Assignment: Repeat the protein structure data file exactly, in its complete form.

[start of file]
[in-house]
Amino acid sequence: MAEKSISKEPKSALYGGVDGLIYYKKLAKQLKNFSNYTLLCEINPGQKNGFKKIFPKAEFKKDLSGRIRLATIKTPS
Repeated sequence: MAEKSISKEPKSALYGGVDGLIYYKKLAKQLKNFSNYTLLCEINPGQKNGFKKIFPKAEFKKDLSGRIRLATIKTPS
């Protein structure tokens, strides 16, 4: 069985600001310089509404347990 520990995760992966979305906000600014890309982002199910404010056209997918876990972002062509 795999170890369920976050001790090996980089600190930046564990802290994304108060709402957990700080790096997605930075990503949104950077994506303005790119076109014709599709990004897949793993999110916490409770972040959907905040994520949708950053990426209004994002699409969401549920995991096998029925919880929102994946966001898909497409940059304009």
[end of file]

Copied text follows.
[in-house]
Amino acid sequence: MAEKSISKEPKSALYGGVDGLIYYKKLAKQLKNFSNYTLLCEINPGQKNGFKKIFPKAEFKKDLSGRIRLATIKTPS
Repeated sequence: MAEKSISKEPKSALYGGVDGLIYYKKLAKQLKNFSNYTLLCEINPGQKNGFKKIFPKAEFKKDLSGRIRLATIKTPS
């Protein structure tokens, strides 16, 4: 069985600001310089509404347990 520990995760992966979305906000600014890309982002199910404010056209997918876990972002062509 795999170890369920976050001790090996980089600190930046564990802290994304108060709402957990700080790096997605930075990503949104950077994506303005790119076109014709599709990004897949793993999110916490409770972040959907905040994520949708950053990426209004994002699409969401549920995991096998029925919880929102994946966001898909497409940059304009």